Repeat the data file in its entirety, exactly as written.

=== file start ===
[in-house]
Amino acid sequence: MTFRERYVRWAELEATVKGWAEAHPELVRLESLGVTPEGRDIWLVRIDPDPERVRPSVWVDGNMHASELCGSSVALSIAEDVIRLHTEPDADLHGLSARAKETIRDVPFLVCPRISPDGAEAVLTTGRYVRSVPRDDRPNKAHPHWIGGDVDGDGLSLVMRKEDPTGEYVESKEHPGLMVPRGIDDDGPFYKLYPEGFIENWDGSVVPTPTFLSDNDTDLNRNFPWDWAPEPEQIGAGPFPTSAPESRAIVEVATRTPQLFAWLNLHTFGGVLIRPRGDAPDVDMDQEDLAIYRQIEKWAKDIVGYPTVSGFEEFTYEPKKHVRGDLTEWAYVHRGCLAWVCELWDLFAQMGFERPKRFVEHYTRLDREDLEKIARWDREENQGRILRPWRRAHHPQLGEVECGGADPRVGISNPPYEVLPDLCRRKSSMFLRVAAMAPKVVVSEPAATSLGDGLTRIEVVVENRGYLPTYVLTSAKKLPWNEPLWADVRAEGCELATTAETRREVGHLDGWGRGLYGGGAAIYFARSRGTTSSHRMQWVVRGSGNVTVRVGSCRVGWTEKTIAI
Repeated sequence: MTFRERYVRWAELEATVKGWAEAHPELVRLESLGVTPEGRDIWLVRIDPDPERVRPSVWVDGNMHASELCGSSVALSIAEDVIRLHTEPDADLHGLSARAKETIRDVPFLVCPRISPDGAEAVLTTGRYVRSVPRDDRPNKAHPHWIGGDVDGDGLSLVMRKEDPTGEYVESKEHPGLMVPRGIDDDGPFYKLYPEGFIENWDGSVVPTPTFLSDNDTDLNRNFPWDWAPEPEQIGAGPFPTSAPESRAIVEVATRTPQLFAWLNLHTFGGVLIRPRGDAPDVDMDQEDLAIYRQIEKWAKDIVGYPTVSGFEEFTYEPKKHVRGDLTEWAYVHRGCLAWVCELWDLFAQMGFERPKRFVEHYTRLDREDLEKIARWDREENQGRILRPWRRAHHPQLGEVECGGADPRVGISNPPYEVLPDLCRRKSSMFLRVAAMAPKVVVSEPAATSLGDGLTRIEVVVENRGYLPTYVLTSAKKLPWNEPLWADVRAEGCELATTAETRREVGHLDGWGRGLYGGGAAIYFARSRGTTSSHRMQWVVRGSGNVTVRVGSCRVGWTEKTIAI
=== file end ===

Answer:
[in-house]
Amino acid sequence: MTFRERYVRWAELEATVKGWAEAHPELVRLESLGVTPEGRDIWLVRIDPDPERVRPSVWVDGNMHASELCGSSVALSIAEDVIRLHTEPDADLHGLSARAKETIRDVPFLVCPRISPDGAEAVLTTGRYVRSVPRDDRPNKAHPHWIGGDVDGDGLSLVMRKEDPTGEYVESKEHPGLMVPRGIDDDGPFYKLYPEGFIENWDGSVVPTPTFLSDNDTDLNRNFPWDWAPEPEQIGAGPFPTSAPESRAIVEVATRTPQLFAWLNLHTFGGVLIRPRGDAPDVDMDQEDLAIYRQIEKWAKDIVGYPTVSGFEEFTYEPKKHVRGDLTEWAYVHRGCLAWVCELWDLFAQMGFERPKRFVEHYTRLDREDLEKIARWDREENQGRILRPWRRAHHPQLGEVECGGADPRVGISNPPYEVLPDLCRRKSSMFLRVAAMAPKVVVSEPAATSLGDGLTRIEVVVENRGYLPTYVLTSAKKLPWNEPLWADVRAEGCELATTAETRREVGHLDGWGRGLYGGGAAIYFARSRGTTSSHRMQWVVRGSGNVTVRVGSCRVGWTEKTIAI
Repeated sequence: MTFRERYVRWAELEATVKGWAEAHPELVRLESLGVTPEGRDIWLVRIDPDPERVRPSVWVDGNMHASELCGSSVALSIAEDVIRLHTEPDADLHGLSARAKETIRDVPFLVCPRISPDGAEAVLTTGRYVRSVPRDDRPNKAHPHWIGGDVDGDGLSLVMRKEDPTGEYVESKEHPGLMVPRGIDDDGPFYKLYPEGFIENWDGSVVPTPTFLSDNDTDLNRNFPWDWAPEPEQIGAGPFPTSAPESRAIVEVATRTPQLFAWLNLHTFGGVLIRPRGDAPDVDMDQEDLAIYRQIEKWAKDIVGYPTVSGFEEFTYEPKKHVRGDLTEWAYVHRGCLAWVCELWDLFAQMGFERPKRFVEHYTRLDREDLEKIARWDREENQGRILRPWRRAHHPQLGEVECGGADPRVGISNPPYEVLPDLCRRKSSMFLRVAAMAPKVVVSEPAATSLGDGLTRIEVVVENRGYLPTYVLTSAKKLPWNEPLWADVRAEGCELATTAETRREVGHLDGWGRGLYGGGAAIYFARSRGTTSSHRMQWVVRGSGNVTVRVGSCRVGWTEKTIAI